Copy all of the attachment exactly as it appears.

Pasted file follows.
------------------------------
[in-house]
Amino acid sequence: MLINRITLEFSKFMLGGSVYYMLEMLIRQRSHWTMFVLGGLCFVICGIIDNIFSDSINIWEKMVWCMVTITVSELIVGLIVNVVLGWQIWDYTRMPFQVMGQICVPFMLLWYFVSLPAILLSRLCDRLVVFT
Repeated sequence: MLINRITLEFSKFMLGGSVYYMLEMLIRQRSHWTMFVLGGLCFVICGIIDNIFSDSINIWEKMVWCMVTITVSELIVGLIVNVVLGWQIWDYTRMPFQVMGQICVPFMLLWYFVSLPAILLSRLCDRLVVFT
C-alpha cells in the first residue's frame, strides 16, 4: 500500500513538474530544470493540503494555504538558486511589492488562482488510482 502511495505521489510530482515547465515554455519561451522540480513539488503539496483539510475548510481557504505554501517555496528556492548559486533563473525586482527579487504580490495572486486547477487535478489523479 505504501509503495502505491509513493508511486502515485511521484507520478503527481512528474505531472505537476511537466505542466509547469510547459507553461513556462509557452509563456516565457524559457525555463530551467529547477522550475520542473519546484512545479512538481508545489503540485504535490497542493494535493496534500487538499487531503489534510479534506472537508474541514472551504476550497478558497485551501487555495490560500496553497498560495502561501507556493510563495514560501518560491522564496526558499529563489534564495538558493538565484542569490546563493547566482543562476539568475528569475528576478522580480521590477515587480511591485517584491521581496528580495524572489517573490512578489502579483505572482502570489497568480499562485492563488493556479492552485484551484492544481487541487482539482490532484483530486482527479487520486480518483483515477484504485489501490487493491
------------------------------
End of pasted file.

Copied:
[in-house]
Amino acid sequence: MLINRITLEFSKFMLGGSVYYMLEMLIRQRSHWTMFVLGGLCFVICGIIDNIFSDSINIWEKMVWCMVTITVSELIVGLIVNVVLGWQIWDYTRMPFQVMGQICVPFMLLWYFVSLPAILLSRLCDRLVVFT
Repeated sequence: MLINRITLEFSKFMLGGSVYYMLEMLIRQRSHWTMFVLGGLCFVICGIIDNIFSDSINIWEKMVWCMVTITVSELIVGLIVNVVLGWQIWDYTRMPFQVMGQICVPFMLLWYFVSLPAILLSRLCDRLVVFT
C-alpha cells in the first residue's frame, strides 16, 4: 500500500513538474530544470493540503494555504538558486511589492488562482488510482 502511495505521489510530482515547465515554455519561451522540480513539488503539496483539510475548510481557504505554501517555496528556492548559486533563473525586482527579487504580490495572486486547477487535478489523479 505504501509503495502505491509513493508511486502515485511521484507520478503527481512528474505531472505537476511537466505542466509547469510547459507553461513556462509557452509563456516565457524559457525555463530551467529547477522550475520542473519546484512545479512538481508545489503540485504535490497542493494535493496534500487538499487531503489534510479534506472537508474541514472551504476550497478558497485551501487555495490560500496553497498560495502561501507556493510563495514560501518560491522564496526558499529563489534564495538558493538565484542569490546563493547566482543562476539568475528569475528576478522580480521590477515587480511591485517584491521581496528580495524572489517573490512578489502579483505572482502570489497568480499562485492563488493556479492552485484551484492544481487541487482539482490532484483530486482527479487520486480518483483515477484504485489501490487493491